Earlier this year, following the passage of the Donor Intent Protection Act in Kansas, Philanthropy Roundtable launched a monthly series on donor intent controversies around the country to better inform those who care about this important topic. This edition of Donor Intent Watch includes updates on current disputes at Middlebury College in Vermont, Valparaiso University in Indiana, a new (and unusual) donor intent controversy at the University of California-San Diego and discouraging news about the continued violation of Albert Barnes’s intent for his remarkable art collection.
We encourage donors to contact us with any questions they have about our featured items and to consult additional resources on donor intent at the Roundtable’s Donor Intent Hub. We also welcome any news about donor intent that we may have missed.
Court Rules Mead Family Can Proceed with Lawsuit against Middlebury College
In our May 2023 Donor Intent Watch we discussed the 2021 removal of the Mead name from the iconic Mead Memorial Chapel, which former Vermont Gov. John Mead funded at his alma mater in 1914. Middlebury College officials claimed that Mead’s early but brief involvement in the eugenics movement was the reason for their action. In response, another former Vermont governor, Jim Douglas, filed suit against the college on behalf of the Mead Family on March 24, 2023. Middlebury then filed a motion to dismiss in April, claiming first, the gift agreement of 1914 does not require that the Mead name remain on the chapel in perpetuity and second, that Douglas and the Mead family lack standing to bring the case to court. The Vermont Superior Court heard oral arguments on July 21, and on August 4 ruled the lawsuit can go forward. The court saw no problem with legal standing, but is instead focusing on the documentation of the terms of the 1914 gift and has allowed the plaintiffs to proceed with discovery.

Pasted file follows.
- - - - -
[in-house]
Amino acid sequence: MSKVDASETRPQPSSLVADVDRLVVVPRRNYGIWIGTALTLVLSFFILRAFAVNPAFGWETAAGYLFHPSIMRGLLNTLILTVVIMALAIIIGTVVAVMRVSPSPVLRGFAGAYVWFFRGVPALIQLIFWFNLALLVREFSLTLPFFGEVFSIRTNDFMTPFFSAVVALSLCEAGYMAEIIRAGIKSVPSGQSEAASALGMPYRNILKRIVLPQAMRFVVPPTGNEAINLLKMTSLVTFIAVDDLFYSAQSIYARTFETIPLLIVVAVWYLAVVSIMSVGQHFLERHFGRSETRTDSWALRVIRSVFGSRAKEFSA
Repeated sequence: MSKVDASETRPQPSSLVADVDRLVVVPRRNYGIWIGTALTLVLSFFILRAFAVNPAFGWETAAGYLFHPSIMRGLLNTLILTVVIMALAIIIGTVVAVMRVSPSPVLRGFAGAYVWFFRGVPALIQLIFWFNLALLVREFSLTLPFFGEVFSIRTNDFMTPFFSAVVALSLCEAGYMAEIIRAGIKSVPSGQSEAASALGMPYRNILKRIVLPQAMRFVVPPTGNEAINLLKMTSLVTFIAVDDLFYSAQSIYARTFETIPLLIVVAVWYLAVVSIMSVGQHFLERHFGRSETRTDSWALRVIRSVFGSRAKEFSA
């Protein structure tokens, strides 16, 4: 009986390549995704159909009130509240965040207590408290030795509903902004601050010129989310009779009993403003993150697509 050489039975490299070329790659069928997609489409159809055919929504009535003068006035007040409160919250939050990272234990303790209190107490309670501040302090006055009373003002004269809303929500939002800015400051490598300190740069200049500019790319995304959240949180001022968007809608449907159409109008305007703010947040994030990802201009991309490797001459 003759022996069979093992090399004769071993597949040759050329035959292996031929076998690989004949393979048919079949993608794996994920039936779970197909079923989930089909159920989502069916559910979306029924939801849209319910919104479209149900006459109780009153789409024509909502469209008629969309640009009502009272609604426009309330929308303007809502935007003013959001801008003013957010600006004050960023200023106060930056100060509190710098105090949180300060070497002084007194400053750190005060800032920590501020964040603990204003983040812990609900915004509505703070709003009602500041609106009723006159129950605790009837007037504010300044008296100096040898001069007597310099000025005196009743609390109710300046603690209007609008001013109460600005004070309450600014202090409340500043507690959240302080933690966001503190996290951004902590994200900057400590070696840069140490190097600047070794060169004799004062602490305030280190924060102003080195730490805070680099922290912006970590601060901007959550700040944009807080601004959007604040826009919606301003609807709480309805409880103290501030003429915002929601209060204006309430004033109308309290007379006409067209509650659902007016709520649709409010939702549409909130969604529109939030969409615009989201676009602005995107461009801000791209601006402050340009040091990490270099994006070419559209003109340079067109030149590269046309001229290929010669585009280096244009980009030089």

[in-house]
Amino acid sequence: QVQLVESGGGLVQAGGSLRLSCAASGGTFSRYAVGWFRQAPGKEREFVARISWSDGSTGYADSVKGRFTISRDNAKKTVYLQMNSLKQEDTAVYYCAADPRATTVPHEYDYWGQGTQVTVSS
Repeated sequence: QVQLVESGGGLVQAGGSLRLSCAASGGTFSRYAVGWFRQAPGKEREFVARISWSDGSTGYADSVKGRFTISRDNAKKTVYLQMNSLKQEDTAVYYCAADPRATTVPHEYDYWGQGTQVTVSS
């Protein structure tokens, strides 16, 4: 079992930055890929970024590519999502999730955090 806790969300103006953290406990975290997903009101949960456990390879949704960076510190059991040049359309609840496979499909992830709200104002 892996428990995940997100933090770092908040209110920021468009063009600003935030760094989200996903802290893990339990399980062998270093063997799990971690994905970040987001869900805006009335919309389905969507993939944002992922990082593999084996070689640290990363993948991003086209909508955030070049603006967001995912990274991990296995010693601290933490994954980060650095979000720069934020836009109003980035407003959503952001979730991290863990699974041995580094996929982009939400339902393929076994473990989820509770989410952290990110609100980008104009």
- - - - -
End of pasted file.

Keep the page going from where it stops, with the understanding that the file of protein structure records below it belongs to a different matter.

Middlebury’s legal representatives have chosen to build their case around the documents that preceded, accompanied and followed the gift. Former Gov. Douglas has already shared documents and photos held by Mead’s family with the court. We will be watching to see what discovery yields among Middlebury’s records and—most important—how the Court interprets the documentation it receives.
Read more here.
Indiana Attorney General Files to Dismiss Lawsuit Against Valparaiso University